*[In which we prove the "difficult part" of Cheeger's inequality by analyzing a randomized rounding algorithm for a continuous relaxation of sparsest cut.]*

We return to this month’s question: if is a -regular graph, how well can we approximate its *edge expansion* defined as

and its *sparsest cut* defined as

,

where is the adjacency matrix of .

We have looked at three continuous relaxations of , the spectral gap, the Leighton-Rao linear program, and the Arora-Rao-Vazirani semidefinite program.

As we saw, the spectral gap of , defined as the difference between largest and second largest eigenvalue of , can be seen as the solution to a continuous optimization problem:

.

It follows from the definitions that

which is the “easy direction” of Cheeger’s inequality, and the interesting thing is that is never much smaller, and it obeys

,

which is the difficult part of Cheeger’s inequality. When we normalize all quantities by the degree, the inequality reads as

.

I have taught (1) in three courses and used it in two papers, but I had never really *understood* it, where I consider a mathematical proof to be understood if one can see it as a series of inevitable steps. Many steps in the proofs of (1) I had read, however, looked like magic tricks with no explanation. Finally, however, I have found a way to describe the proof that makes sense to me. (I note that everything I will say in this post will be completely obvious to the experts, but I hope some non-expert will read it and find it helpful.)

We prove (1), as usual, by showing that given any such that

we can find a threshold such that the cut defined by satisfies

and

.

This not only gives us a proof of (1), but also an algorithm for finding sparse cuts when they exist: take a vector which is an eigenvector of the second eigenvalue (or simply a vector for which the Rayleigh quotient in (2) is small), sort the vertices according to the value of , and find the best cut among the “threshold cuts.” This is the “spectral partitioning” algorithm.

This means that proving (1) amounts to studying an algorithm that “rounds” the solution of a continuous relaxation to a combinatorial solution, and there is a standard pattern to such arguments in computer science: we describe a randomized rounding algorithm, study its average performance, and then argue that there is a fixed choice that is at least as good as an average one. Here, in particular, we would like to find a distribution over threshold, such that if we define as a random variable in terms of we have

and so, using linearity of expectation,

from which we see that there must be a threshold in our sample space such that (3) holds. I shall present a proof that explicitly follows this pattern. It would be nice if we could choose uniformly at random in the interval , but I don’t think it would work. (Any reader can see a counterexample? I couldn’t, but we’ll come back to it.) Instead, the following works: assuming with no loss of generality that the median of is zero, can be chosen so that is distributed uniformly in the interval . (This means that thresholds near the median are less likely to be picked than thresholds far from the median.) This choice seems to be a magic trick in itself, voiding the point I made above, but I hope it will become natural as we unfold our argument.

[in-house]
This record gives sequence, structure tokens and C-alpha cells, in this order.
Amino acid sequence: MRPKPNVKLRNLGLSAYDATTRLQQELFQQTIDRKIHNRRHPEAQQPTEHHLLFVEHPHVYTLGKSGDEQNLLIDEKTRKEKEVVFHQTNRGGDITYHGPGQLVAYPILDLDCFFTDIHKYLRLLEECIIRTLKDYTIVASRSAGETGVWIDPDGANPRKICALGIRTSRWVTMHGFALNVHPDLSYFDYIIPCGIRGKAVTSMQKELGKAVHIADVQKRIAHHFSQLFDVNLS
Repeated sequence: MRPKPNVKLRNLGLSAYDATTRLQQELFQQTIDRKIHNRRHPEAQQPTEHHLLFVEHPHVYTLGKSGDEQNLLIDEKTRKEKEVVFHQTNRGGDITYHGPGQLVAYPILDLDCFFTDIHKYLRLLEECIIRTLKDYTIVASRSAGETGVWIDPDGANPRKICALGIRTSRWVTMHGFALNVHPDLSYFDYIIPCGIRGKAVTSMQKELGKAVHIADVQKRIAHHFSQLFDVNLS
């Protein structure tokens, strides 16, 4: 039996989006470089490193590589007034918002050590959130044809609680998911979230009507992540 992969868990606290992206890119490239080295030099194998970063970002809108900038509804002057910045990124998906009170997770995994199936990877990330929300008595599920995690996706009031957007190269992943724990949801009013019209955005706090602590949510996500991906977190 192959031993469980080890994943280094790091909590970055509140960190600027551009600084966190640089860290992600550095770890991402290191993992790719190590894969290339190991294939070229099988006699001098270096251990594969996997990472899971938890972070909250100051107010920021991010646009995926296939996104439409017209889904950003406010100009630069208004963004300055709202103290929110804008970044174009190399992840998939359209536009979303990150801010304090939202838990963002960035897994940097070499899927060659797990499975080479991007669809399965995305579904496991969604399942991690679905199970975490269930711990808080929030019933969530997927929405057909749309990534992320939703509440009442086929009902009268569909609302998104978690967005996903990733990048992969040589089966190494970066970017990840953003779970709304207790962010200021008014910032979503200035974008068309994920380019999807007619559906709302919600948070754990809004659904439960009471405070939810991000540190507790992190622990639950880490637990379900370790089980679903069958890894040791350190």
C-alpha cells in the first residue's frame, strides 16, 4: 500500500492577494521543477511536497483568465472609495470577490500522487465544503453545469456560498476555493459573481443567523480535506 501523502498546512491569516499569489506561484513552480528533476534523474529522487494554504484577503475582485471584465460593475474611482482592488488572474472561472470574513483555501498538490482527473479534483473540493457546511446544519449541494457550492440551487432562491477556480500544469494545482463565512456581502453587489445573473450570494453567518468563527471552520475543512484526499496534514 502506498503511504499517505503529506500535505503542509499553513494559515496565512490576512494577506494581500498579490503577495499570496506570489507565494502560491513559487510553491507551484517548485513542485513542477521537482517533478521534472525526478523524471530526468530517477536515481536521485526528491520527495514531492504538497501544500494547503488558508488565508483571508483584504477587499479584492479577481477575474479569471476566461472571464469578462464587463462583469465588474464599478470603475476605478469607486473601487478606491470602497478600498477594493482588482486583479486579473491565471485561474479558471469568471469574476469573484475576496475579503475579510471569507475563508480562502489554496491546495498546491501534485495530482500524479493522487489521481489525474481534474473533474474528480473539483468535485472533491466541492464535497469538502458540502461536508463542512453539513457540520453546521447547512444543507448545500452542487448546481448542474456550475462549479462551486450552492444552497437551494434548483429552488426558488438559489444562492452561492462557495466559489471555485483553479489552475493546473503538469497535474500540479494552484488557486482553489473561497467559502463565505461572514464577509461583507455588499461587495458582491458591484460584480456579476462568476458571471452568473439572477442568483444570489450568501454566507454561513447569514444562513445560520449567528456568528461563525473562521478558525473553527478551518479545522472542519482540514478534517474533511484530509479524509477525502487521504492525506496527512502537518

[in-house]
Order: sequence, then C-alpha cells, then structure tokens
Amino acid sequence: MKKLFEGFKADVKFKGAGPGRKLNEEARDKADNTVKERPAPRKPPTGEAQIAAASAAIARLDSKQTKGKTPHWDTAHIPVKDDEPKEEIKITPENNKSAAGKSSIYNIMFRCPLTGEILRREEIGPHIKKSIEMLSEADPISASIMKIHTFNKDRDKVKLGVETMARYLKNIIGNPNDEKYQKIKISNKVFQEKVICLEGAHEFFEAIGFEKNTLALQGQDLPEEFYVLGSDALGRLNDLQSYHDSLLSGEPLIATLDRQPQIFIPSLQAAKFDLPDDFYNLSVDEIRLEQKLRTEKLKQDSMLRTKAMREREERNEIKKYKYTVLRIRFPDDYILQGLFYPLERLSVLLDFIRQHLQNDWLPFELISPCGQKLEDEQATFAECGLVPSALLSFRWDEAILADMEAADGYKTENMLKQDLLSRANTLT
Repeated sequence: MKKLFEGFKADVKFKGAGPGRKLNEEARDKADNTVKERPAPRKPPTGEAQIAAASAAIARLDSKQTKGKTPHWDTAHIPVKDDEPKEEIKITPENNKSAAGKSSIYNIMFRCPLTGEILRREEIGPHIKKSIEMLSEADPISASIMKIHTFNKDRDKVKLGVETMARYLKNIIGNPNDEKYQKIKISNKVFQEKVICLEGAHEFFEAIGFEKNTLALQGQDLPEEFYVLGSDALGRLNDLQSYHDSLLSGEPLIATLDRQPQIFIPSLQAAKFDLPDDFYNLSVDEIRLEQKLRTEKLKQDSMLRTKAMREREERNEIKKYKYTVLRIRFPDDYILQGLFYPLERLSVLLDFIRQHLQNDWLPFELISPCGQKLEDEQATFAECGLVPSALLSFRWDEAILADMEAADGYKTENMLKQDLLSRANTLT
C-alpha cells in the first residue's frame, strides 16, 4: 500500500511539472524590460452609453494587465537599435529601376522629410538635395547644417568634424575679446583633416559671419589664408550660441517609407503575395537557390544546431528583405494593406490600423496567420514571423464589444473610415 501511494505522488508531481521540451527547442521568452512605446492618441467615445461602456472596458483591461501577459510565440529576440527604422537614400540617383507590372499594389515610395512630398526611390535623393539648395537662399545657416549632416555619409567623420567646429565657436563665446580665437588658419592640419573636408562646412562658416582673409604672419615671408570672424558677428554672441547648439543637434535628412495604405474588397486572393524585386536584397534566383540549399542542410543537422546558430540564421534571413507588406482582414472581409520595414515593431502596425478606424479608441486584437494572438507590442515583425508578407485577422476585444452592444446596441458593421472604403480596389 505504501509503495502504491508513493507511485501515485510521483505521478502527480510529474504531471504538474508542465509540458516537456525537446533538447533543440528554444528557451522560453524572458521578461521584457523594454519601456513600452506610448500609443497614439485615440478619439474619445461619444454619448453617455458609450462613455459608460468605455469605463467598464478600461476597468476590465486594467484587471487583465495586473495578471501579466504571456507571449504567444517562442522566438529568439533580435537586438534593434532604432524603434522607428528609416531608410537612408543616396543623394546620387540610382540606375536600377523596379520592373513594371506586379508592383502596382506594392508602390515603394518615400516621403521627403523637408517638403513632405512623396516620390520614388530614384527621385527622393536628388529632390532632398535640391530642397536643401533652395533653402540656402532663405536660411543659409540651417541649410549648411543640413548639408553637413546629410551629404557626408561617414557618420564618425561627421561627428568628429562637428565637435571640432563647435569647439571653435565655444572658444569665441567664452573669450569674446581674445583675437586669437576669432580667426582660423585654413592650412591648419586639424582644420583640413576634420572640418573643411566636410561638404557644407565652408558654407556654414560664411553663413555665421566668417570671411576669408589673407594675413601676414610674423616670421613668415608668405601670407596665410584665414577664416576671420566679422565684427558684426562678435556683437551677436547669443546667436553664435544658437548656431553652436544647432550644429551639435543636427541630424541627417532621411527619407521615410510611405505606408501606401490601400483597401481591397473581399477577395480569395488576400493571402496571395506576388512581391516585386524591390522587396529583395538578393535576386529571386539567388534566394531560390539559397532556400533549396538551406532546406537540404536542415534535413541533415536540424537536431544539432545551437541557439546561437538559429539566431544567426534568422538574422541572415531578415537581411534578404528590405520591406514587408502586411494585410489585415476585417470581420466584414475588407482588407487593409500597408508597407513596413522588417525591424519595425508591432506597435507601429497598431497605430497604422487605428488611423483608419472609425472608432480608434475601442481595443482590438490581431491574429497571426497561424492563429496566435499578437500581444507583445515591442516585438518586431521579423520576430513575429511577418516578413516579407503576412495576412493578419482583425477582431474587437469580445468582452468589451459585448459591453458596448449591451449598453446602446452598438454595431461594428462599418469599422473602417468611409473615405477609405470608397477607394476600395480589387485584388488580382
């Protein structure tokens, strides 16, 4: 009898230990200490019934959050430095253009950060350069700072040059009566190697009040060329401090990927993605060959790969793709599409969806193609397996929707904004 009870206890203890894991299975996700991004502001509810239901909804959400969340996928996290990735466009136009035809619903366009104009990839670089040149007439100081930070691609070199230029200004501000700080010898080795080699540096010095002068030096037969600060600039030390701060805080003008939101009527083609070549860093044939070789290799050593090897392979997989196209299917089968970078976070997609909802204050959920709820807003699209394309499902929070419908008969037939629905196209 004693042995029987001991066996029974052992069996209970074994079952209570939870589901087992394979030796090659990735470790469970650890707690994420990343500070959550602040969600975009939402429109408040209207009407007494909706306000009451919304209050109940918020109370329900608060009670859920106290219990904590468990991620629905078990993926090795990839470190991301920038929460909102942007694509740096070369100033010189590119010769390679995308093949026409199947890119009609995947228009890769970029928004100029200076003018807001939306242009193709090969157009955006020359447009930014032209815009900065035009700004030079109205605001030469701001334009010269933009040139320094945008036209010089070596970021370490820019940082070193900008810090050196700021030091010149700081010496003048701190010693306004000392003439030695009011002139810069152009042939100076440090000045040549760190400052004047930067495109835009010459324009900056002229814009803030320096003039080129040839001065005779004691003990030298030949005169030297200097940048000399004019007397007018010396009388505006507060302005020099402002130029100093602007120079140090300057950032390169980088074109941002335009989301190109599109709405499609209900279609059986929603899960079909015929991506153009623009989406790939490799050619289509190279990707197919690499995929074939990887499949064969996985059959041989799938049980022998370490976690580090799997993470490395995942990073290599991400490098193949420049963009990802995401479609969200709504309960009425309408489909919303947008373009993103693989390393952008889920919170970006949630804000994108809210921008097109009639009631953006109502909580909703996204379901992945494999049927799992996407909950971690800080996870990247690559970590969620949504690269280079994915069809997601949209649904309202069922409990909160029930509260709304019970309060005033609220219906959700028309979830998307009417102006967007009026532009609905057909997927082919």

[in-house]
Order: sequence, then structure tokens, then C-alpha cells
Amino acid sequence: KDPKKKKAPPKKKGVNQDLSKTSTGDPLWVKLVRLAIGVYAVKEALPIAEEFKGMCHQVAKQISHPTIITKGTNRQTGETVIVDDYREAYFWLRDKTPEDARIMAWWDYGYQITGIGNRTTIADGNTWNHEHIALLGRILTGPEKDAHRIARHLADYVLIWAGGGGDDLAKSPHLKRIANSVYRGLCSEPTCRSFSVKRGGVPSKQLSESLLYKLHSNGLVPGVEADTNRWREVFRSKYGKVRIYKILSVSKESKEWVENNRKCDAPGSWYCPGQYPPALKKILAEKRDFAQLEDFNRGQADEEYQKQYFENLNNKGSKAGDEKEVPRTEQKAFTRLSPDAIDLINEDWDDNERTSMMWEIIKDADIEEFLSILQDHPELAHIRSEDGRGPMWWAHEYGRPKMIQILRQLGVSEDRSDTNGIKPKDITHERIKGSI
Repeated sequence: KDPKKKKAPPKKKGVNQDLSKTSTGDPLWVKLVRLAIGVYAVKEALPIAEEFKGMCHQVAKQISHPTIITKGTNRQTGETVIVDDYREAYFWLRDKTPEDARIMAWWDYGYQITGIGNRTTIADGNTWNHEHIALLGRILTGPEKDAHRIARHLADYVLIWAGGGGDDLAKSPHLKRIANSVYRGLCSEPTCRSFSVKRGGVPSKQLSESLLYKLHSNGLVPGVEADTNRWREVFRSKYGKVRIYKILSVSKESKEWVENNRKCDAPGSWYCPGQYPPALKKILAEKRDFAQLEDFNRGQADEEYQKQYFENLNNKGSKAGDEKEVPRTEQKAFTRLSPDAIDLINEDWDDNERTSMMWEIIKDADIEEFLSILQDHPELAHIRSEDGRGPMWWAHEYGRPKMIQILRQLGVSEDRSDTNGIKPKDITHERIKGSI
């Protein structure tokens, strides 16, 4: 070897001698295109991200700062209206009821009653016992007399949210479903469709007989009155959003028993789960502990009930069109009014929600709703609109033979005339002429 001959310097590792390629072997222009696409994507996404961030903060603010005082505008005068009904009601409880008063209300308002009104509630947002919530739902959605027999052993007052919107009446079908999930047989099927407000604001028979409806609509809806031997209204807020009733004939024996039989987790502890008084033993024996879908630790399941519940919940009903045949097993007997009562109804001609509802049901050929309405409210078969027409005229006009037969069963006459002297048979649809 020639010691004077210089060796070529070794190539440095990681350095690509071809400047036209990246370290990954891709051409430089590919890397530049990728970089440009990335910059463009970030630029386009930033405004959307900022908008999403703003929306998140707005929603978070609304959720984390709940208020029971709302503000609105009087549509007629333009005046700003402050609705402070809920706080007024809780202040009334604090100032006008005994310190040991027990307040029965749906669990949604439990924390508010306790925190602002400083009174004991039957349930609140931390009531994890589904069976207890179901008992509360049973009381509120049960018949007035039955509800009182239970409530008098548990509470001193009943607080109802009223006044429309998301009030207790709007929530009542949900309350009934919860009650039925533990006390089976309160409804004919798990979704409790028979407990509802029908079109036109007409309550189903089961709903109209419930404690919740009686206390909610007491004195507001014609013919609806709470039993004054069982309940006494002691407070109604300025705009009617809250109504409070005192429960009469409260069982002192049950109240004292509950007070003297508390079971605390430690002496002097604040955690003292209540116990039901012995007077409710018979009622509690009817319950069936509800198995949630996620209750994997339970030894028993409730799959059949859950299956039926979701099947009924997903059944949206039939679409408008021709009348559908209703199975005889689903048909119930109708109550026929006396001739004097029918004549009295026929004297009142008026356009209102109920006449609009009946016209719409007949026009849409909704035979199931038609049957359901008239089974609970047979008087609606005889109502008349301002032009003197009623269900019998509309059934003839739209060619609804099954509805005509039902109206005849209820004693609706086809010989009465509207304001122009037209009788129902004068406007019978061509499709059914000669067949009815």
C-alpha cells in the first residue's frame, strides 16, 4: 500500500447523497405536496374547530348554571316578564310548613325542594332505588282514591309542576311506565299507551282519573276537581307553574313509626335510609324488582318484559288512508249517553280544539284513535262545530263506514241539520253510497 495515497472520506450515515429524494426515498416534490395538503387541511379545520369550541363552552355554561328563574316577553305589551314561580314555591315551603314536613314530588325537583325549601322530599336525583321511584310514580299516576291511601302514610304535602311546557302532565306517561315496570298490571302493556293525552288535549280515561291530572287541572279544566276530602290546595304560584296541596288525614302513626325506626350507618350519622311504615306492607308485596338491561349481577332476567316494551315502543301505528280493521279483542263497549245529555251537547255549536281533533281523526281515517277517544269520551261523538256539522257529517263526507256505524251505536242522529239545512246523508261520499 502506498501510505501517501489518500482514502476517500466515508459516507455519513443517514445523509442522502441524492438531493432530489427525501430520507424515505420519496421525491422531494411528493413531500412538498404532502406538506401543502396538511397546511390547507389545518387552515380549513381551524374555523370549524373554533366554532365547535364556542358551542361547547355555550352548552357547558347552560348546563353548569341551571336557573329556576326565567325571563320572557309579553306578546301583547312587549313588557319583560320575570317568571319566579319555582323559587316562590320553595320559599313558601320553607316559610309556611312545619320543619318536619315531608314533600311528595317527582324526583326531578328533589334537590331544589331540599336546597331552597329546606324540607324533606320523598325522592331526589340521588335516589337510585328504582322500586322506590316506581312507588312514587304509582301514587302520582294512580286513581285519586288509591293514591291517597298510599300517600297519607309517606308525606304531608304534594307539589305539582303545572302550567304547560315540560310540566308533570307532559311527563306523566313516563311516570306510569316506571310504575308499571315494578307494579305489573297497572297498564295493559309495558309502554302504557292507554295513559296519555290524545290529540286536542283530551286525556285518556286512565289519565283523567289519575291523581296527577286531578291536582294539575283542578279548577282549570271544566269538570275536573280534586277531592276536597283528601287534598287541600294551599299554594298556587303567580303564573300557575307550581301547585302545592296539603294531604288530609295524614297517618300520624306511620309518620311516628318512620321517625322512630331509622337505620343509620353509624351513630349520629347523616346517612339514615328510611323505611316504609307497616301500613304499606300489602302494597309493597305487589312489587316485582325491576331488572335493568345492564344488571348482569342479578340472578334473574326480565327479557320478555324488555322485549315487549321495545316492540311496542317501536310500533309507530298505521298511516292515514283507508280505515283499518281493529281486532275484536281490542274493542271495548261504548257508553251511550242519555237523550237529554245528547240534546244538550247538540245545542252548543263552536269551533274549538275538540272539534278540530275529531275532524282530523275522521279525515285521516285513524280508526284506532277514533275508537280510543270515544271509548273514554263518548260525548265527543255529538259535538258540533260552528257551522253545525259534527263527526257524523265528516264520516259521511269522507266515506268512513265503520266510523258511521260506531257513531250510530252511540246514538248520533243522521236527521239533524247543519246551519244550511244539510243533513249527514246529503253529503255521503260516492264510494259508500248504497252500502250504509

First, we shall see that there are continuous relaxations of and that exactly match the combinatorial optimum, and that this can be established via random rounding.

Our first claim is that

To prove (4), take an optimal solution , pick a random threshold in the interval , and define . Then it should be clear that the probability that an edge is cut by is proportional to . Normalizing so that , which does not affect the distribution of , nor the optimality of , the probability is exactly equal to , and we have

and

so that the support of our distribution includes a cut such that

Next, we want to argue that

where denotes the median of the values . It may take a minute to see that the right-hand side is a relaxation of . Suppose that is the optimal cut in the definition of , and that . Then define if and otherwise. The median of is zero, , and counts twice every edge crossing the cut. So the right-hand-side is a relaxation, and can be no larger than .

As before, normalize so that , pick a threshold uniformly at random in this interval, and define . We already argued that

and it remains to show that

.

This is just a matter of writing things down. If we name the vertices so that , and we use that for a non-negative integral random variable we have , then we just have to observe that

.

Now that we have (4) and (5), if someone gives us an such that

our first thought would be to plug into the right-hand side of (4) and (5) and hope for the best. Unfortunately, I suspect that such hope would be unwarranted. We can see, however, that

and

so, if (6) holds, we have

and, at least in the special case in which , this gives us a cut of expansion . I don’t think, however, that just using would work in the general case.